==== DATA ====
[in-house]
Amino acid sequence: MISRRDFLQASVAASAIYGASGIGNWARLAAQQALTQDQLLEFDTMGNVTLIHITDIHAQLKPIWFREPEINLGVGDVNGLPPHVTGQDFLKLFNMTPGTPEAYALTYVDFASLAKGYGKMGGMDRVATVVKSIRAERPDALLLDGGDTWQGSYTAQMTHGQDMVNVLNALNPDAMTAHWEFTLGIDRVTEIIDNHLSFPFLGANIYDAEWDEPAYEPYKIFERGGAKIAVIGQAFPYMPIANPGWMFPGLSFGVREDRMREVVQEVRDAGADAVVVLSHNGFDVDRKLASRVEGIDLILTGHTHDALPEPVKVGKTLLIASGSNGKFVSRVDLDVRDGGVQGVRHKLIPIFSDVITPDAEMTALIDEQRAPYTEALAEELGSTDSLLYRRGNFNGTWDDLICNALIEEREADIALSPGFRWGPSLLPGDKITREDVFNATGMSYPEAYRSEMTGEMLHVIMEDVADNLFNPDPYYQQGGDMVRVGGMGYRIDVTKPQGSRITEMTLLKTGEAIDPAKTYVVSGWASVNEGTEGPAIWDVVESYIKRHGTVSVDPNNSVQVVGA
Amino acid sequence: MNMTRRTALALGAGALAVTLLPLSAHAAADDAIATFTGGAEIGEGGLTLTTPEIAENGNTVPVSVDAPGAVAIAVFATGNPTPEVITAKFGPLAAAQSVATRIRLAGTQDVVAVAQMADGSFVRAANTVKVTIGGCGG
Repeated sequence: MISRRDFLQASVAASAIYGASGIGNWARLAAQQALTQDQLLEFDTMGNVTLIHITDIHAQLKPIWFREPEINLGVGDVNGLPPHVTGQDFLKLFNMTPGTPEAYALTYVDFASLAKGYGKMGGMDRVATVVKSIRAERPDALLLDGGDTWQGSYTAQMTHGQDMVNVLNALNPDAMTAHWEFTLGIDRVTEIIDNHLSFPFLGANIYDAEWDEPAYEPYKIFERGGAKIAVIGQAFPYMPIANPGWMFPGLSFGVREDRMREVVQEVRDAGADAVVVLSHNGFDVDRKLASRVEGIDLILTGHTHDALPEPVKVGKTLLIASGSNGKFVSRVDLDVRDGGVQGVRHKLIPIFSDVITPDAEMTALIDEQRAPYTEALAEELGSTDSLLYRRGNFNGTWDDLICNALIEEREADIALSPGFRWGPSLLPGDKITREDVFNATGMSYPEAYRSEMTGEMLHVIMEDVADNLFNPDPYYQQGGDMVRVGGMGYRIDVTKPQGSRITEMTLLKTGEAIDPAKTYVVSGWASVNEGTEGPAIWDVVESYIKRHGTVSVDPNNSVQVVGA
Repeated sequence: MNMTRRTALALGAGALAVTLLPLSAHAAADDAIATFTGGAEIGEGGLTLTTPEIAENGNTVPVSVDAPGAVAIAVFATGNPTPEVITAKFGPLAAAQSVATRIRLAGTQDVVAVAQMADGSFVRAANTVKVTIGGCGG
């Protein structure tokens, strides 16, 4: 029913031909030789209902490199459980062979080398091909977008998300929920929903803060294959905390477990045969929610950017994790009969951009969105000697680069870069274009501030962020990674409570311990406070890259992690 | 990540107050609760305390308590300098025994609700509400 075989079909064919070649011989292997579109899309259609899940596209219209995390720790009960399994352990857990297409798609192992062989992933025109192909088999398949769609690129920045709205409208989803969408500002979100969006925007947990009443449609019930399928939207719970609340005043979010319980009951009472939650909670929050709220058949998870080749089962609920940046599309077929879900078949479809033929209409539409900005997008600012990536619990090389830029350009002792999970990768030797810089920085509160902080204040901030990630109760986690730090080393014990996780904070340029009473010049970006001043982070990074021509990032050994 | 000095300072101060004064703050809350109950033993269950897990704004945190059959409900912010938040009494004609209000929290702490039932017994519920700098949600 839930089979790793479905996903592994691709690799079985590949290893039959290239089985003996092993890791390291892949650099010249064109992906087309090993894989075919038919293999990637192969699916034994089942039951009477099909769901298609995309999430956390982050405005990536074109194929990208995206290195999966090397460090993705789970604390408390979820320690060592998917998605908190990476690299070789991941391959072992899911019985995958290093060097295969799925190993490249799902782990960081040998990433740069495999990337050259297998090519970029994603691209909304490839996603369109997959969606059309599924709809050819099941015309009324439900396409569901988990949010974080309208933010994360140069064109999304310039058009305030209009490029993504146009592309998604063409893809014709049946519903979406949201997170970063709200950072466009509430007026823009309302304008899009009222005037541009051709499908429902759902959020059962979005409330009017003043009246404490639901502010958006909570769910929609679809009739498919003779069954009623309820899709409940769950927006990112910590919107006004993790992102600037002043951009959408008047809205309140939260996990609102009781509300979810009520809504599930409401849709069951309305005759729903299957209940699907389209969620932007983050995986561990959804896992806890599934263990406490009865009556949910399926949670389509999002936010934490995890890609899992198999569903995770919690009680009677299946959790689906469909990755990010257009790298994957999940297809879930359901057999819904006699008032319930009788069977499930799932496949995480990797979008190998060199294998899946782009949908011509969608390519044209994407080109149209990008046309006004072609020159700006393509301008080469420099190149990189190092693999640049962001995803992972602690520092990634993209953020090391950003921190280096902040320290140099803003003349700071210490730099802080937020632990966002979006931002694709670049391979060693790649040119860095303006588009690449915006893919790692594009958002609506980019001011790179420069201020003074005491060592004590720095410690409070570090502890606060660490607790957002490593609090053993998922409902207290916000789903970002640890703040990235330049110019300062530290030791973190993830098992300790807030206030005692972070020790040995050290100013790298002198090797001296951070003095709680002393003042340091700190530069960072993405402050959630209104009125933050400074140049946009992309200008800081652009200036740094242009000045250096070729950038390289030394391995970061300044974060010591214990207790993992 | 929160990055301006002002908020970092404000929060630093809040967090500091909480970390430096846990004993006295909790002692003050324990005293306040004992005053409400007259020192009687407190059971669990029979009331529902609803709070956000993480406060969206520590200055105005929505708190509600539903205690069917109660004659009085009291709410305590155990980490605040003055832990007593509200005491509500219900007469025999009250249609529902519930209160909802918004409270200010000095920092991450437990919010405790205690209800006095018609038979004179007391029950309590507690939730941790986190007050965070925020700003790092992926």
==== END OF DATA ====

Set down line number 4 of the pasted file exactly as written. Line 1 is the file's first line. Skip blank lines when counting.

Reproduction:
Repeated sequence: MISRRDFLQASVAASAIYGASGIGNWARLAAQQALTQDQLLEFDTMGNVTLIHITDIHAQLKPIWFREPEINLGVGDVNGLPPHVTGQDFLKLFNMTPGTPEAYALTYVDFASLAKGYGKMGGMDRVATVVKSIRAERPDALLLDGGDTWQGSYTAQMTHGQDMVNVLNALNPDAMTAHWEFTLGIDRVTEIIDNHLSFPFLGANIYDAEWDEPAYEPYKIFERGGAKIAVIGQAFPYMPIANPGWMFPGLSFGVREDRMREVVQEVRDAGADAVVVLSHNGFDVDRKLASRVEGIDLILTGHTHDALPEPVKVGKTLLIASGSNGKFVSRVDLDVRDGGVQGVRHKLIPIFSDVITPDAEMTALIDEQRAPYTEALAEELGSTDSLLYRRGNFNGTWDDLICNALIEEREADIALSPGFRWGPSLLPGDKITREDVFNATGMSYPEAYRSEMTGEMLHVIMEDVADNLFNPDPYYQQGGDMVRVGGMGYRIDVTKPQGSRITEMTLLKTGEAIDPAKTYVVSGWASVNEGTEGPAIWDVVESYIKRHGTVSVDPNNSVQVVGA